Part B News: Improve Employee Productivity with Proper Tracking, Growth Opportunities

President of Cielo Healthcare, Jill Schwieters, was featured this week on Part B News, an online publication by DecisionHealth dedicated to providing news and analysis on Medicare Part B payment, coding and billing rules for physician practices. The article, Improve Employee Productivity with Proper Tracking, Growth Opportunities (subscription required), features Jill delving into the bottom-line importance of investing and cultivating quality healthcare talent.

Excerpts from the article:

Employee performance and productivity is vital to the success of your practice, says Jill Schwieters, President of Cielo Healthcare … “You invest in talent,” she says. “You spend a lot of time sourcing, interviewing and finding them – it’s just good ROI to cultivate that.”

Before tracking performance, the practice and employee need to have clear goals and expectations. Start with an employment policy vetted by an attorney specializing in labor law. The terms of such policies are in most regards cut and dried … and often are worded to explain what the practice does not promise the employee.

Next, devise a way of tracking employee performance. This typically includes an annual evaluation with a form that has clear performance measures and a section that provides opportunities for the employer and the employee to give feedback, says Schwieters.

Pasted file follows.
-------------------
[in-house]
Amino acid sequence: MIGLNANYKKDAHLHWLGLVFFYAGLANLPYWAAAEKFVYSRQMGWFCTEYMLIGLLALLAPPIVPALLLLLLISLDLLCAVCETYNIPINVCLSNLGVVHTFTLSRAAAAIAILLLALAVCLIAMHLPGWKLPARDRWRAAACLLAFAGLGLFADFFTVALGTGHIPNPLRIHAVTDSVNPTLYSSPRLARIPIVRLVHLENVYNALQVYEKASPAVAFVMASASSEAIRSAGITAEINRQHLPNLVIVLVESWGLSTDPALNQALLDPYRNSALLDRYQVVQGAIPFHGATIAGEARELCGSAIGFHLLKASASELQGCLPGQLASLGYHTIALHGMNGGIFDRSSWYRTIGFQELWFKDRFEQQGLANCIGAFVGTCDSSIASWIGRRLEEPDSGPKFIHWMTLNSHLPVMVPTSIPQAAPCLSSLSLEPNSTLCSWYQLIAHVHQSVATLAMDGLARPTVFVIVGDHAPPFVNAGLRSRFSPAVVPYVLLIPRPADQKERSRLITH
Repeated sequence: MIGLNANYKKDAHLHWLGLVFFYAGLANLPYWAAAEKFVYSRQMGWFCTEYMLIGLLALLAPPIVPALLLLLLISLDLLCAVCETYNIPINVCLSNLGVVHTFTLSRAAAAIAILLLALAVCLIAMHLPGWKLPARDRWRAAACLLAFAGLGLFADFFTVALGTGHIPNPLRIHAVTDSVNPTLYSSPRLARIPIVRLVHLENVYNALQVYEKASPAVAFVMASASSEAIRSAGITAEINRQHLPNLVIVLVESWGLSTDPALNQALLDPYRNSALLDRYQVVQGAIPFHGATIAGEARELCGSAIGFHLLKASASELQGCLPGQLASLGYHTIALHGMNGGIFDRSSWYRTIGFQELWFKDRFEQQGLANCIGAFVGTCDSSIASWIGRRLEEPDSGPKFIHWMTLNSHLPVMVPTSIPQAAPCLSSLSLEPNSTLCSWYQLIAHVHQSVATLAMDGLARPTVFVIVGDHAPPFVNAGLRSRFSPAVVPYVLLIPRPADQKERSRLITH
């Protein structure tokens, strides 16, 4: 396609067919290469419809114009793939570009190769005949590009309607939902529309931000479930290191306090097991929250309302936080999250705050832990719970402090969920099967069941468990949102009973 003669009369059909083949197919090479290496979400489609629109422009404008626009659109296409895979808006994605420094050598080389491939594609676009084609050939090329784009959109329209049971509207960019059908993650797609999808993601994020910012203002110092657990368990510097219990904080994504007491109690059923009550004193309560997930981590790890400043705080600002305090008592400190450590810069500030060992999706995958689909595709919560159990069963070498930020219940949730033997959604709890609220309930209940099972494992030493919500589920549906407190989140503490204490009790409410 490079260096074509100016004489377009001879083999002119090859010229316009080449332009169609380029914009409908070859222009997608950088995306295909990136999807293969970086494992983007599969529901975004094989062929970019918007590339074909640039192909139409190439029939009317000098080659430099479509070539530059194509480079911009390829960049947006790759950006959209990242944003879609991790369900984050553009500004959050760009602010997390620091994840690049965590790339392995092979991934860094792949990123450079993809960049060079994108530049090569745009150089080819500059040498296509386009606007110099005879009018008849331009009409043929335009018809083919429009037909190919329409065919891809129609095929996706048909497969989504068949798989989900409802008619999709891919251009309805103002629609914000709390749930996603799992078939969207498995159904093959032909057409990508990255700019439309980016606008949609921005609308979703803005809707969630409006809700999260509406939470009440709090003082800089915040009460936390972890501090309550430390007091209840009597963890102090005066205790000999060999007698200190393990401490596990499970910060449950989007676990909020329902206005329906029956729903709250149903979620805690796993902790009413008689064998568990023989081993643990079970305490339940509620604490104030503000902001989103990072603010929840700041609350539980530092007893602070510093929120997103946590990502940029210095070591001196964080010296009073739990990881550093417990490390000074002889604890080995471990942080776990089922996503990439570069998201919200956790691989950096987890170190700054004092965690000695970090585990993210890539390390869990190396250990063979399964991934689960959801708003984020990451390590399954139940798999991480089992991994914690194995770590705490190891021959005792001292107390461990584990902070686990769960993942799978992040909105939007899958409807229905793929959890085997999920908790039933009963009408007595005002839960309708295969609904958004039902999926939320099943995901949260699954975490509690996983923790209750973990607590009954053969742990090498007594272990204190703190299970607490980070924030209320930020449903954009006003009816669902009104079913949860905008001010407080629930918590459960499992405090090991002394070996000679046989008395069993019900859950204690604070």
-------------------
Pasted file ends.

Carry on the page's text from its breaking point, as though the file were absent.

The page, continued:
On what basis do you judge the employee? On clear goals and expectations that both parties agree on and which are included in the employee’s file, says Schwieters.

These goals and expectations should relate to the practice’s needs and be adjustable year to year to drive improved performance. Depending on the practice’s own business performance, you may expect employees to exceed their previous year’s performance.

On performance metrics and compliance:

  • Compliance officers. “Very clear clinical and regulatory guidelines” determine success or failure, and their completion would obviously be part of their performance rating, says Schwieters. But you can’t just say that the officer has met expectations if the practice managed not to get sued or fined.
  • Conversely, the office may be doing a great job even if the practice has been charged with fraud through no fault of his or her own. So, you can develop metrics that reflect the relationship of the officer’s performance to the practice, says Schwieters – for example:
  • Involvement. Did he or she improve participation and awareness rates? Measure that metric by surveying employees. Front desk personnel. Remember that this is a customer service job and devise performance tracking accordingly. “They’re your public face,” says Schwieters.

  • First-call resolution. “Are they getting callers what they need?” says Schwieters. “Or are they just passing them along?” Your phone service provider or an “interactions management” company can help with measurement of this; you also may choose to have employees gather data themselves by asking callers at the end of the encounter whether their issue was resolved and noting it on a call sheet created for the purpose.

On using coaching to motivate staff:

  • Don’t discount the role of simple encouragement in getting workers to perform better … Managers also should meet frequently with employees to check progress, address concerns and make adjustments as needed.
  • “Evaluation is a once-a-year, have-to-do thing,” says Schwieters. “But good leaders constantly coach their people to keep their development going.”